To be successful, you need to be an expert within your industry, remaining ahead of the competition at all times by honing your skills and generating work rather than waiting for it to come to you. In order to become an expert, you need to know your stuff so look for courses and qualifications that will help you move forward and learn new skills, reassuring customers that they have up-to-the-minute advice and/or the latest products.
If you’re qualified, let people see that your qualifications and the letters after your name. Display your qualifications proudly on your wall, make sure there is a full CV available on your website and utlilise social media ton tell the world what you are achieving.
Whatever your creative practice, your skills need to be continually honed. We adapt processes and techniques to suit our genre and by doing, we learn. Keep practising and stay ahead of the game. Be aware of others who are in the same industry, note how others are working and strive to better them.
Technology is rapidly changing, stay on the ball, go with the flow and change. Adapt and change, your skills need to match customer needs.
In this post, I wanted to focus on honing specific skills for use in drawing and sketching:
The art of drawing which is of more real importance to the human race than that of writing…should be taught to every child just as writing is’. – John Ruskin 1819 – 1900
A group of art practitioners meet on Thursday mornings at Ponsonby Community Centre, in Auckland. There are painters, printmakers, ceramicists, interior decorators, architects, fashion designers , engineers, textile experts, engineers, textile experts and comic book producers. Some participants work as G.P’s and physiotherapists but all love the drawing practice. They all work at honing their drawing skills and apply them when sketching ideas, and making presentations in their everyday work and life.
Many of the life drawings are developed and interpreted in other mediums. Painters may incorporate their drawings into paintings and the same applies to print-making and ceramics – life drawing is the equivalent of a pianist or singer warming up by practicing scales.
This life drawing session is untutored and the participants share a model. The artists use a variety of mediums from graphite to pastels and ink and brush. The class runs from 9.30am to 12.30pm and the concentration and effort is palpable. At coffee break, wandering around, looking at everyone’s work is a stimulating experience.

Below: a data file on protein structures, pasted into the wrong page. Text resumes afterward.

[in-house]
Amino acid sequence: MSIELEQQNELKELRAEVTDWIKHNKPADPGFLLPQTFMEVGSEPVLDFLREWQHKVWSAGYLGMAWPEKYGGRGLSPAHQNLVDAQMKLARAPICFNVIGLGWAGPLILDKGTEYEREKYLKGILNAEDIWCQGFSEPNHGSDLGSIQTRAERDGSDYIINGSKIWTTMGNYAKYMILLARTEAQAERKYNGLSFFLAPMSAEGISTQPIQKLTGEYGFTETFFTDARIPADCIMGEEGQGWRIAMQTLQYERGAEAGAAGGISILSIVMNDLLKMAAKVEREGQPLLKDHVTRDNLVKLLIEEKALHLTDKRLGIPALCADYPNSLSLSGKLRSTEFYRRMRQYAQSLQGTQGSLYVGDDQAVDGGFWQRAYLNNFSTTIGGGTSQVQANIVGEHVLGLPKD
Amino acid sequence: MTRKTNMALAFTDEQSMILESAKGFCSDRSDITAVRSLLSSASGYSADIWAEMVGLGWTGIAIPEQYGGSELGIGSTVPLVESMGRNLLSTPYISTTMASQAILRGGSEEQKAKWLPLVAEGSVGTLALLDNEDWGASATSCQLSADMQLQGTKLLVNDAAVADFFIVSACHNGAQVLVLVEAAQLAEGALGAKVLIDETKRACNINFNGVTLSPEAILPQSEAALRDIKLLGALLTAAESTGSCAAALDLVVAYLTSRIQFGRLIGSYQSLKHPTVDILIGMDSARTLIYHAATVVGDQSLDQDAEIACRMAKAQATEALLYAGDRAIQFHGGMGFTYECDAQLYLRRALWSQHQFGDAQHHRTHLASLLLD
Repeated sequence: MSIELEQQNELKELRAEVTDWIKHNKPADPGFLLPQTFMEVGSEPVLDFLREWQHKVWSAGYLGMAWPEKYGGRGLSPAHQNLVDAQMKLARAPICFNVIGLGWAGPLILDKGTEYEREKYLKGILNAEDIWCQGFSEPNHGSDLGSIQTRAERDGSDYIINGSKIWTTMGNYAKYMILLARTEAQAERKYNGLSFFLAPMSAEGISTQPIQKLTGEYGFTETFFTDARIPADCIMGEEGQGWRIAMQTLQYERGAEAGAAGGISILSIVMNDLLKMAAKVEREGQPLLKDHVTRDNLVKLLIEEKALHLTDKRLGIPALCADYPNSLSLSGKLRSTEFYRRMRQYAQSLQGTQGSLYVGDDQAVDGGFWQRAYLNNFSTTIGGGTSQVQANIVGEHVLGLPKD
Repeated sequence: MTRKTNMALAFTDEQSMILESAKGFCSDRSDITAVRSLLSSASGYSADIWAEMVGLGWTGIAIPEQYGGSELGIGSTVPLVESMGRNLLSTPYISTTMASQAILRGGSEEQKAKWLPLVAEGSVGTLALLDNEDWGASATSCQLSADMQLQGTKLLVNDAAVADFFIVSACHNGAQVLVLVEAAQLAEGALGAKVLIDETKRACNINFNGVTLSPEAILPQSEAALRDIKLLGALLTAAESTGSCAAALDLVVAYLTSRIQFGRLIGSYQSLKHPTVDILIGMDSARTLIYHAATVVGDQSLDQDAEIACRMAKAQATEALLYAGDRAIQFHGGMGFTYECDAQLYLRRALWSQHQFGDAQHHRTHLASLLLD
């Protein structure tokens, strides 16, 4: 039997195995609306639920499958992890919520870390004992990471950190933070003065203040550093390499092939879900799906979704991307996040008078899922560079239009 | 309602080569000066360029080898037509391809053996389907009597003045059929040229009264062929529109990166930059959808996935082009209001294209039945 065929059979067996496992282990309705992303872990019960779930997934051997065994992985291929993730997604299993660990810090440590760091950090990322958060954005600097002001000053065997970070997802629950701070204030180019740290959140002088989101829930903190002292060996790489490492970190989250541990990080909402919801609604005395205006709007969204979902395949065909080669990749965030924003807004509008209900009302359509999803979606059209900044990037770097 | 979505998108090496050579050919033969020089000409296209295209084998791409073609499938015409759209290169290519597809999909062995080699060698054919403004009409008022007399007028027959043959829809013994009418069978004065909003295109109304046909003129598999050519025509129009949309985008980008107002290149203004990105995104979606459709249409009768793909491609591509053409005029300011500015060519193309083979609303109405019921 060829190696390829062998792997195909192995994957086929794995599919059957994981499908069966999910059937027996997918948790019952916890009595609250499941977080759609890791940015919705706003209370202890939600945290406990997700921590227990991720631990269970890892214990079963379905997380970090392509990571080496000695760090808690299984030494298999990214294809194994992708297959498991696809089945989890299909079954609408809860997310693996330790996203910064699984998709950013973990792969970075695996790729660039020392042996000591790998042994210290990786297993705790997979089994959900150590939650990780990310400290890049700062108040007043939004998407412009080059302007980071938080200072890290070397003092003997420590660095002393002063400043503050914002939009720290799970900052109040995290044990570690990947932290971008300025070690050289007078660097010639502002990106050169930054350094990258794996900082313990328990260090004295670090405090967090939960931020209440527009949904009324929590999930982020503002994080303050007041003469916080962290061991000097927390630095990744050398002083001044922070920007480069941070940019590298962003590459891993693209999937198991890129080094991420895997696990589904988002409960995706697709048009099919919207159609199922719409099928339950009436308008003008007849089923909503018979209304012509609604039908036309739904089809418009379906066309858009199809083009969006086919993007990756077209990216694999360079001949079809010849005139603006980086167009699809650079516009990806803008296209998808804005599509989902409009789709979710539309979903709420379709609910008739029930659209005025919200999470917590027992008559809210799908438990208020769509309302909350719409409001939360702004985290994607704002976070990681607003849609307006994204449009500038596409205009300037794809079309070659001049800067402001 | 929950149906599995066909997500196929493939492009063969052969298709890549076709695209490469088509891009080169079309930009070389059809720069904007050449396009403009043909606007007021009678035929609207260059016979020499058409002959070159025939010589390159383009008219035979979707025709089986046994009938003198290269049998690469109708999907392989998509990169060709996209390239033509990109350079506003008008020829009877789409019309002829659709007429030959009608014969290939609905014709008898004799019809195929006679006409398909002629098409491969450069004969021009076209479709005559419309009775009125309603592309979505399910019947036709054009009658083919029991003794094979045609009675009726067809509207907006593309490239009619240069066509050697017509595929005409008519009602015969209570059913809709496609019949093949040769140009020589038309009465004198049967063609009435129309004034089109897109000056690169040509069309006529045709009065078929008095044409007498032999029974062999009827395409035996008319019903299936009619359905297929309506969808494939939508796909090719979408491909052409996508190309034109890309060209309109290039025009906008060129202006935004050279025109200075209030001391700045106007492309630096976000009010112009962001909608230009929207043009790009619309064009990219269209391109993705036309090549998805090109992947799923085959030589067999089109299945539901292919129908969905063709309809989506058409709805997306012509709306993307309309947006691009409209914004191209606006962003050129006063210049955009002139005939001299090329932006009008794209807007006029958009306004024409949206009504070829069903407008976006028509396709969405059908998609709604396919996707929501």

There is a different model each week varying in age and stature. The model begins with six, one-minute action poses then moves onto five and ten minute poses. There are longer poses at the end of the session. The model can stand or sit on the platform, there is a mattress and pillows, or lounge in a chair or perch on a stool. The platform ensures that everyone can see the whole body.
Drawing has played a significant role in human development. Early cave dwellers’ images have given us insight into their hunting and gathering life style. Drawing predates the written language which in itself is a form of mark making. Drawing and mark making is at the root of all visual communication. Through this practice we are able to organise the world visually and to see and understand.
Develop drawing skills and use them to:
- make images to convey ideas
- understand the human figure
- train the eye to see accurately
- observe emotion and gesture
- develop a personal visual language
- generate spacial awareness
As humans it is only natural that depicting our form should play an important role as subject matter.
With serious figure drawing study non-figurative art will be stronger and have more substance. Knowing how the body works and operates in the space it occupies is vital for those who design and make furniture, clothing, houses, schools in fact everything that involves humans.
Be the best in your field. Be receptive to improvements and change, strive for the best and continually look for ways to do things better.